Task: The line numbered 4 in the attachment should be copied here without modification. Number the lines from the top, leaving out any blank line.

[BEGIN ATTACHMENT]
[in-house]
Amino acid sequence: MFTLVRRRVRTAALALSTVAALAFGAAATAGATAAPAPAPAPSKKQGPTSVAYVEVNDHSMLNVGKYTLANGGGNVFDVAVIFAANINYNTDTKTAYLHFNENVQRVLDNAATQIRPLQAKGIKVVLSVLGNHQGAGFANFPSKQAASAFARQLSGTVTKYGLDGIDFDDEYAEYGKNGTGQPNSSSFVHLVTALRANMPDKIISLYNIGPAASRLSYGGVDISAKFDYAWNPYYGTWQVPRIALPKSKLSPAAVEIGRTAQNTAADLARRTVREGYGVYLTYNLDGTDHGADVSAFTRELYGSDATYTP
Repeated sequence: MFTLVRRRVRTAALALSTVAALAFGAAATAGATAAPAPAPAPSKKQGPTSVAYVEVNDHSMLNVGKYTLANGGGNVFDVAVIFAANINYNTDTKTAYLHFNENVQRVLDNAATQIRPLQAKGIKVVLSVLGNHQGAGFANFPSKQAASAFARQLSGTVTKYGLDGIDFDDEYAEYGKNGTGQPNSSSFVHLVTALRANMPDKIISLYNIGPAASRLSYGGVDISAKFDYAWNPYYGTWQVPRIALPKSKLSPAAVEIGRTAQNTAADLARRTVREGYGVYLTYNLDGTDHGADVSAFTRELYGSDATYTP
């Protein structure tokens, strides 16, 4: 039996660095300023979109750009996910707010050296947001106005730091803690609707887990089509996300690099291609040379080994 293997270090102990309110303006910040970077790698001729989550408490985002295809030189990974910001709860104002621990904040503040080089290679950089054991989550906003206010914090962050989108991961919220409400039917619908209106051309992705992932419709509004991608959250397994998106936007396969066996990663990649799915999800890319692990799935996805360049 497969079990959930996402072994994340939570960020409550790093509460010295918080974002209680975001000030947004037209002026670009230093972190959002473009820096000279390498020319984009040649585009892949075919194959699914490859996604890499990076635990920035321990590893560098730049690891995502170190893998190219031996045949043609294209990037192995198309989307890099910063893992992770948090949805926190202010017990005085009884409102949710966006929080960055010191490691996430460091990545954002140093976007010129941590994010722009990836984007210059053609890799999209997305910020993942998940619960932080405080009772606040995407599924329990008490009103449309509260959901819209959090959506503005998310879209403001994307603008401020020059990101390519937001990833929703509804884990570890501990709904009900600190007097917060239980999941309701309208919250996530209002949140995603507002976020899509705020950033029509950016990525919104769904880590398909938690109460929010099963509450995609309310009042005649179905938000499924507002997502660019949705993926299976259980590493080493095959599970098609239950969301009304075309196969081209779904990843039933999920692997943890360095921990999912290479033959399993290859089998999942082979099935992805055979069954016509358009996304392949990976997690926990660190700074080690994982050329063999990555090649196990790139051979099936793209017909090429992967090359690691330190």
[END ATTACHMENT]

């Protein structure tokens, strides 16, 4: 039996660095300023979109750009996910707010050296947001106005730091803690609707887990089509996300690099291609040379080994 293997270090102990309110303006910040970077790698001729989550408490985002295809030189990974910001709860104002621990904040503040080089290679950089054991989550906003206010914090962050989108991961919220409400039917619908209106051309992705992932419709509004991608959250397994998106936007396969066996990663990649799915999800890319692990799935996805360049 497969079990959930996402072994994340939570960020409550790093509460010295918080974002209680975001000030947004037209002026670009230093972190959002473009820096000279390498020319984009040649585009892949075919194959699914490859996604890499990076635990920035321990590893560098730049690891995502170190893998190219031996045949043609294209990037192995198309989307890099910063893992992770948090949805926190202010017990005085009884409102949710966006929080960055010191490691996430460091990545954002140093976007010129941590994010722009990836984007210059053609890799999209997305910020993942998940619960932080405080009772606040995407599924329990008490009103449309509260959901819209959090959506503005998310879209403001994307603008401020020059990101390519937001990833929703509804884990570890501990709904009900600190007097917060239980999941309701309208919250996530209002949140995603507002976020899509705020950033029509950016990525919104769904880590398909938690109460929010099963509450995609309310009042005649179905938000499924507002997502660019949705993926299976259980590493080493095959599970098609239950969301009304075309196969081209779904990843039933999920692997943890360095921990999912290479033959399993290859089998999942082979099935992805055979069954016509358009996304392949990976997690926990660190700074080690994982050329063999990555090649196990790139051979099936793209017909090429992967090359690691330190």